I was genuinely frightened by those Invaders. In my slightly alienated, slightly oppressed state, the idea my teachers at W.P. Davidson High School—and maybe even Mama and Daddy—were ACTUALLY cruel and hideous monsters from The Great Out There sometimes didn’t seem so far-fetched.

Whatever was on, I sat and watched till the movie ended precisely at five. Unless, as occasionally happened, some inexplicably out of place “mushy” film was on The Early Show in place of the normal fare. Why they would sometimes slip Mildred Pierce in-between Frankenstein Meets the Wolfman and Invasion U.S.A. I still do not know. The scheduled film didn’t arrive? Temporary insanity concerning what us kids wanted to watch? If the movie was punk, which would be signaled by the absence of The Early Show’s wacky host, Jungle Bob, before the film rolled, I’d move straight to my homework.

After Mama was off work, she’d sometimes run by the house and put something on the table. Or, if he wasn't working till sign-off at the TV studio, Daddy, a.k.a. “The Chief Op” or “The O.M.,” might be home and might be persuaded to heat a can of Chef Boyardee for us. Otherwise, Mama would leave something for me accompanied by heating instructions that warned in the direst terms that I MUST turn off the oven when I was done lest I burn up both the house and my silly self. If I was lucky, the instructions were uber simple and involved a fried chicken or turkey or Salisbury steak Swanson’s TV dinner.  

While the Swanson's heated (at least half an hour in those pre-microwave days), I'd attack the homework. Which I actually liked doing. It took my mind off an empty house that, if I let it, could begin to seem spooky following the afternoon fare I'd watched on the boobtube. 

In winter, I’d have to hustle after supper, as it would already be on the way to good and dark. In the spring, I had a little while to linger over that fried chicken or Salisbury steak, wrap up the homework, and plan my observing run.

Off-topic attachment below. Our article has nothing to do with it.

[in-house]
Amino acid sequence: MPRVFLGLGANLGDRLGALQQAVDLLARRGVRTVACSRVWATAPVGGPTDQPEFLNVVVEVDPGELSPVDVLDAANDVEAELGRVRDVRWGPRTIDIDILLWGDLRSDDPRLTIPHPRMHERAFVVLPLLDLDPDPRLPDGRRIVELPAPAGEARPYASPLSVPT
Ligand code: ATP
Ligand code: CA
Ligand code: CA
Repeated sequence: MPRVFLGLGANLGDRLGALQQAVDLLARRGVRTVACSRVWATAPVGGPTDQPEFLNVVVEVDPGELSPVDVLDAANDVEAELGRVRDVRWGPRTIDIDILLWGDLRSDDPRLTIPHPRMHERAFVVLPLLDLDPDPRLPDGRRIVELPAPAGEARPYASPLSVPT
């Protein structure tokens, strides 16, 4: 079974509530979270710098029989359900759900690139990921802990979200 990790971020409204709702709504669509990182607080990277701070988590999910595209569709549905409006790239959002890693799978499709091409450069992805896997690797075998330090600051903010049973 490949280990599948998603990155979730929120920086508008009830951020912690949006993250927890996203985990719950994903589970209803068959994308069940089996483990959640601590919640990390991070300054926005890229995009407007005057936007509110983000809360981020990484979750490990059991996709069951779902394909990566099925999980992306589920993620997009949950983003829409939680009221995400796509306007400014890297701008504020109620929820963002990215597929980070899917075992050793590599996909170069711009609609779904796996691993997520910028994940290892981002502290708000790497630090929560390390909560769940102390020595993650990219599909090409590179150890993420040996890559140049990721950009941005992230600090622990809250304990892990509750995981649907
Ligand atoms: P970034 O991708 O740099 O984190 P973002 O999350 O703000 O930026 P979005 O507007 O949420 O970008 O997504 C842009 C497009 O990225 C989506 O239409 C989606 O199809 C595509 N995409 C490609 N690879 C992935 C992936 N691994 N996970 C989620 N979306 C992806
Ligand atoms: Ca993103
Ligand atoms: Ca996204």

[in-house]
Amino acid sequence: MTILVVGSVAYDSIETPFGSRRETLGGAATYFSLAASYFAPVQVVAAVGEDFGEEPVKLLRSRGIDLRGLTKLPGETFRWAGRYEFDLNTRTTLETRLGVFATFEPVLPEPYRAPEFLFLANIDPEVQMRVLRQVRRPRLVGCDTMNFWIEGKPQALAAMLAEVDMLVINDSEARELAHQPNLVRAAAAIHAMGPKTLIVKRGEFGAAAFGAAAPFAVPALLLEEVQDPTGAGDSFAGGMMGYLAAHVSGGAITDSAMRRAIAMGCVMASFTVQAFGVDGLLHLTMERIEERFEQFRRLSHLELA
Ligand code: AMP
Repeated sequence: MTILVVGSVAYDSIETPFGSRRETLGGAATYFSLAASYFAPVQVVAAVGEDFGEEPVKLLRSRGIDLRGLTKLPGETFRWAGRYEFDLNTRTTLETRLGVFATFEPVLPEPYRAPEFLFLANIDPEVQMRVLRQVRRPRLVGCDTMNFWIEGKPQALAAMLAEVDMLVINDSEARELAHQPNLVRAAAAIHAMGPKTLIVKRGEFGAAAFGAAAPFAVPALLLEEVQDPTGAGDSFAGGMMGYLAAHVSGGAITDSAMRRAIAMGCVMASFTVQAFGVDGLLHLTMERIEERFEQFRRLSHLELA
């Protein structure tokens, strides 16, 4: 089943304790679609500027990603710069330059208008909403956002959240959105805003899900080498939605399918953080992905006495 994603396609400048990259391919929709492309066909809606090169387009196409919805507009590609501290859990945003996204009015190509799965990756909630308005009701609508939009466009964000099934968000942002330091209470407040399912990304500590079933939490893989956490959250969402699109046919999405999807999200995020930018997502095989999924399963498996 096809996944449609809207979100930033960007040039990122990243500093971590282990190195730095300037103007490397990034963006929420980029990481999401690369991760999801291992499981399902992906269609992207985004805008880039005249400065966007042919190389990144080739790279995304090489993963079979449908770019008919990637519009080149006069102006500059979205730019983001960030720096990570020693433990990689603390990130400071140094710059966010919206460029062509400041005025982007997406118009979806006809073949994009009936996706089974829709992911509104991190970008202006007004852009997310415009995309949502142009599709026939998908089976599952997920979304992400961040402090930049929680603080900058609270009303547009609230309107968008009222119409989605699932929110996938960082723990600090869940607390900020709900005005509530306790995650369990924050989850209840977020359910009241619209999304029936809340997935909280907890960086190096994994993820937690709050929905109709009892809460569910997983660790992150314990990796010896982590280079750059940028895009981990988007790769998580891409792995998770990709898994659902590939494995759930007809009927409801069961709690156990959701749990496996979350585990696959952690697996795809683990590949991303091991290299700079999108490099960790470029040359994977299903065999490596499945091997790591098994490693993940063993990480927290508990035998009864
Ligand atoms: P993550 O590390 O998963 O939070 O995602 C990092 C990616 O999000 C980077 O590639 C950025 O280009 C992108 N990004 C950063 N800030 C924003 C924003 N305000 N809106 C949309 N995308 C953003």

On weekends or in the summertime there might not be much planning at all. A few fellow proto-nerd buddies and I had got together a little club, the Backyard Astronomy Society, the legendary BAS. If we could convince the Moms involved to haul us and our small telescopes to one of the members’ backyards, we’d put our heads together about which objects to view, “Dang it, Wayne Lee! You will NEVER see the Veil Nebula; that is for professional scopes!”

On a school night or a Saturday when the gang couldn’t get together, I’d fetch my logbook (a steno pad) and my reference materials (the latest Sky and Telescope, Stars, Norton’s Star Atlas, and The New Handbook of the Heavens) and scour them for deep sky wonders of interest. 

Actually, by the time I had moved up from my 3-inch Tasco Newtonian to the Pal Junior and begun to attack the Messier list seriously, not much planning was necessary. All I had to do was check the list to see which M-objects I’d done, which needed to be done, and which were available (determined with my Edmund Star and Satellite Path Finder planisphere). Monday through Thursday, I’d be able to get in an hour of observing in the spring and maybe a couple in the winter before Mama chased me into the house.

Time to get the gear out the door. Without Mama’s hovering presence, that was easy. Not that I had a whole lot of gear to get out. I had my Edmund Scientific Palomar Junior 4.25-inch Newtonian, a TV tray on a stand that served as my observing table, a box of eyepieces including a 1-inch (25-mm) Kellner, a ½-inch Ramsden, and a lousy ¼-inch Ramsden. I also had the Barlow that came with my Pal, but I don’t remember it working very well and it usually stayed in my room.

My eyepiece case was a small aluminum war-surplus box daddy had given me. It was about 6-inches by 4- inches, was furnished with a shoulder strap, was painted a smart olive-drab, and was weather (dew) proof. It worked very well—I could hang it over my shoulder and have all eyepieces at my immediate beck and call. I wish I still had it. 

For field reference, I’d have Sky and Telescope if I thought I’d try some Scotty objects (many of which were too hard for me). Norton’s Star Atlas was also on the table till I could grub up the coins to replace it with the much better Skalnate Pleso (the ancestor of Sky Atlas 2000).